It’s fall time and that means it’s the time for local farmers and grocery stores to roll out a lot of unfamiliar squash that no one knows what to do with them. Many of us don’t even know what most of them are called. It’s even hard to know which ones to cook and which ones are for pure decoration!
I did not grow up eating winter squash, the closest thing we got to it was frying a little zucchini or yellow squash in the summer. The only other thing any remotely familiar to fall squash was eating pumpkin pie at Thanksgiving. My mom did make it but used a can. To be totally honest, the pumpkins we carved were the closest I ever got to winter squash as a kid. I probably did not meet one until I was in a college foods class at University of Missouri in Columbia. At that time, I learned that they were rich in beta carotene, vitamin A, C and lots of fiber. When we gave them a try in class, they were pretty darn good!
After my husband and I got married, we looked around at the fall squash and decided to try out some acorn squash. We stuffed them with bread crumbs and chopped vegetables and we enjoyed eating it! It was about 10 or 15 years later before we really tried butternut squash and most of the ways that I found to make it was into a soup. Even though, the soup was delicious, my husband got tired of the sweet curry soup so we came up with a more savory one and we enjoyed during the fall/winter season but we really could only eat it about once a month til we get a little bored and with all that squash lying around all winter, I wanted to find other things to make with it and I wanted to learn the names were of some of the less familiar ones besides butternut and acorn squash.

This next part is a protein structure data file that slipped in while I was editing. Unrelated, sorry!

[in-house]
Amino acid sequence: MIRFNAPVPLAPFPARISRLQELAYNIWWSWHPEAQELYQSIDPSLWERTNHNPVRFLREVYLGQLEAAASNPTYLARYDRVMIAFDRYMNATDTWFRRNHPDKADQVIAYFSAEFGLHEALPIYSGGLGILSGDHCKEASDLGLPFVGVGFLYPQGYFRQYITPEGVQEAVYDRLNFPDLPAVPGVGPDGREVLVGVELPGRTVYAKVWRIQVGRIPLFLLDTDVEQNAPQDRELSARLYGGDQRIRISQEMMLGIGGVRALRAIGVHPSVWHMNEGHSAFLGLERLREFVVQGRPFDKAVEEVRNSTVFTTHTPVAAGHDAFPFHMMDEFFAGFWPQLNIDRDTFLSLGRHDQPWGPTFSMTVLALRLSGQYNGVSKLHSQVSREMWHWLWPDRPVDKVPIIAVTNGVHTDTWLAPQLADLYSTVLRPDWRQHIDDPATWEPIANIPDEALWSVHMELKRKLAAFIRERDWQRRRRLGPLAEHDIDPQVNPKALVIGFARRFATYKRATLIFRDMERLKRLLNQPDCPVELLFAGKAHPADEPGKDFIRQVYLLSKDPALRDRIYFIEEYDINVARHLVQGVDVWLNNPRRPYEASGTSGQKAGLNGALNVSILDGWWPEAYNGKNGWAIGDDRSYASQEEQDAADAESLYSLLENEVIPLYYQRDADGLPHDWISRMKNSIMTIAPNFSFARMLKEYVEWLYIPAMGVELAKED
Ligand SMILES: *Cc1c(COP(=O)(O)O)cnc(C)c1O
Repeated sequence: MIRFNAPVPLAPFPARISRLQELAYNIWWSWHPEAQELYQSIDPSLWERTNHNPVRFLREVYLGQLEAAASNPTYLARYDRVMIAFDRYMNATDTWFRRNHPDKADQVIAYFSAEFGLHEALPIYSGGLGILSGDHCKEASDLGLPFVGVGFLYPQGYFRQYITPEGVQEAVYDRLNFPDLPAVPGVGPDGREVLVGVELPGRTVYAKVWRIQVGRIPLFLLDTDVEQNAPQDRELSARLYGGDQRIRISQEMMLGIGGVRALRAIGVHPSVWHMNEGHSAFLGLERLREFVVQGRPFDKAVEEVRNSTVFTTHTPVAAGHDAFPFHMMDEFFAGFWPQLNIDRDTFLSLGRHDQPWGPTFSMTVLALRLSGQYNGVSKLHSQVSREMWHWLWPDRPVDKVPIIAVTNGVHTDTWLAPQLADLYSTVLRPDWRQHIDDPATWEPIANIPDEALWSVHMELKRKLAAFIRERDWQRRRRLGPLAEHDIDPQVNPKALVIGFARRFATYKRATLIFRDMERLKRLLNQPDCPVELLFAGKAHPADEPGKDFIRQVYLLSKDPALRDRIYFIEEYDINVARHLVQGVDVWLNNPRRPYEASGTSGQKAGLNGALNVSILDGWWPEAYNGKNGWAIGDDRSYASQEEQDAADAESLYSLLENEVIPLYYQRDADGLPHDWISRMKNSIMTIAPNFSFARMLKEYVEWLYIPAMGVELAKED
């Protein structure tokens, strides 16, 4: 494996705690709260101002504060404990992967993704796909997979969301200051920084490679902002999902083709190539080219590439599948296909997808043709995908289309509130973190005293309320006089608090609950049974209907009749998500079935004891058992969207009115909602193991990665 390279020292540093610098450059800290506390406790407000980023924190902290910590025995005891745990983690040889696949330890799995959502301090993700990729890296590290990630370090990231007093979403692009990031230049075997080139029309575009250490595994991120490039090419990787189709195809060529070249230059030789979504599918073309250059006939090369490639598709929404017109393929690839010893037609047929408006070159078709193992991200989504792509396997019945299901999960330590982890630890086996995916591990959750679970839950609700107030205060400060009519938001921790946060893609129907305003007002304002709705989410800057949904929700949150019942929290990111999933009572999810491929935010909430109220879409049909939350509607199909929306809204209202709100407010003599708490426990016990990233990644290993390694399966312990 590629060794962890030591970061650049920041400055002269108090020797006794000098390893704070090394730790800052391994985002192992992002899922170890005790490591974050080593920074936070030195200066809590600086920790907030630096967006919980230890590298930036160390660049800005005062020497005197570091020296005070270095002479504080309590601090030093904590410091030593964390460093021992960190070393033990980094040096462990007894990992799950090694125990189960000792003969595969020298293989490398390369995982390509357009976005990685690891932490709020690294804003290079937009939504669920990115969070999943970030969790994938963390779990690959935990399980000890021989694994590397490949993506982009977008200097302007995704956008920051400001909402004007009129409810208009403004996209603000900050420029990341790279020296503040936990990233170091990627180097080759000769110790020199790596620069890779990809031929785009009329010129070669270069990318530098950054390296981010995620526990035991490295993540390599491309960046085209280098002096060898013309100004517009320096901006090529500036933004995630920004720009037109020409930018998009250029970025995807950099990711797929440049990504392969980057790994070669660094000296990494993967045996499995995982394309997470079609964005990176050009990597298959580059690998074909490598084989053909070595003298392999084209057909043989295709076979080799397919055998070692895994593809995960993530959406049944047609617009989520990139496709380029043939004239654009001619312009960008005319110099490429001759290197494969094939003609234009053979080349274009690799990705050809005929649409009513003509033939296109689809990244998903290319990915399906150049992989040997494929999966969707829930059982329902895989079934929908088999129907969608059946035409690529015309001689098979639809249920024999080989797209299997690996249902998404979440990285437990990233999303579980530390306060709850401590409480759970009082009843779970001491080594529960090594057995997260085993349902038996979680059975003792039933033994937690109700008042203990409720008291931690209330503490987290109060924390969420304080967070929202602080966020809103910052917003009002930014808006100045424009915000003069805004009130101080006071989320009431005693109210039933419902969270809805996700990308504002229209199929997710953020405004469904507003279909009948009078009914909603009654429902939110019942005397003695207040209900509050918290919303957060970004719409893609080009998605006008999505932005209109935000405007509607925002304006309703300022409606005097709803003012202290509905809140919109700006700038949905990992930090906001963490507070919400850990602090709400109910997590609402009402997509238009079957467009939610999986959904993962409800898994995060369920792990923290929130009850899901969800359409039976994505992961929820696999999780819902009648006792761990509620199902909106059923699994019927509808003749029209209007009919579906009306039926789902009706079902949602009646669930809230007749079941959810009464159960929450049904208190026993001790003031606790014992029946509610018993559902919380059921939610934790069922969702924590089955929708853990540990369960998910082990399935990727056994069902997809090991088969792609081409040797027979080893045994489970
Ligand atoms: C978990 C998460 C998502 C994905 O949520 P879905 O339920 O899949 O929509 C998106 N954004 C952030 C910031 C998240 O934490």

So I wanted to share some of the things that I learned about them and a few delicious ways that I put together to use them that I hope you might try to include more of these beautiful, delicious vegetables in your diet! And that you increase the amount of times that you eat them this fall and winter while they are plentiful and find some new ways to fix them besides that sweet tasting, butternut squash soup. Not that there is anything wrong with it! So join me on this squash journey…….
Delicious Ways to Use That Winter Squash:
- Peel, chunk it and roast it! (with a little olive oil and salt and pepper)Use for taco, burrito filling, or for pasta sauce with thyme, sage and parmesan cheese. I love adding the chunks to a fall salad and also include it in a mix of fall vegetables to add to the top of a grain pilaf like quinoa or farro. It is so yummy! It is also wonderful in a breakfast or Buddha Bowl!
- Stuff it! However……go beyond the acorn, butternut or spaghetti squash and stuff one that you aren’t as familiar with and learn the name of it and eat it! There are a lot of great ones out there!
- Puree it! Use them in desserts in place of pumpkin or in soups.
- Cook them whole but poke some wholes in it.
- Steam, simmer or stew.
Here are a few of my favorite ways to make Winter Squash (you can change up which squash that you use):
- The blog post below features Delicata Squash & Apple Saute Over Millet, Winter Squash Pot Pie with Cornmeal Crust, Butternut Squash & Poblano Pepper Tacos and Mediterranean Stuffed Spaghetti Squash.
2. The blog post below features Roasted Butternut Squash Salad with Pears & Goat Cheese and a Southwestern Pumpkin Soup.
3. The blog post below features Kale, Apple & Butternut Squash Saute and Butternut Squash Penne Pasta.
4. The Thanksgiving recipe below: Kouri and Vegetarian Sausage Stuffed Squash.
5. Try this Kale and Butternut Squash Risotto recipe below to get your greens and winter squash.
6. This delicious make-ahead brunch recipe, Butternut Squash, Poblano Pepper & Coconut Chilaquiles below features the best of winter squash!
As a registered dietitian nutritionist in Asheville, I love sharing recipes to keep people healthier that they will enjoy and explore foods that they will not otherwise try! I am so glad that you stopped by to check out these recipes. Would love to know if you try them or some other ways that you prepare them!
Next month in October a non-profit called Slow Food Asheville will be hosting an event featuring a native, winter squash, check it out below!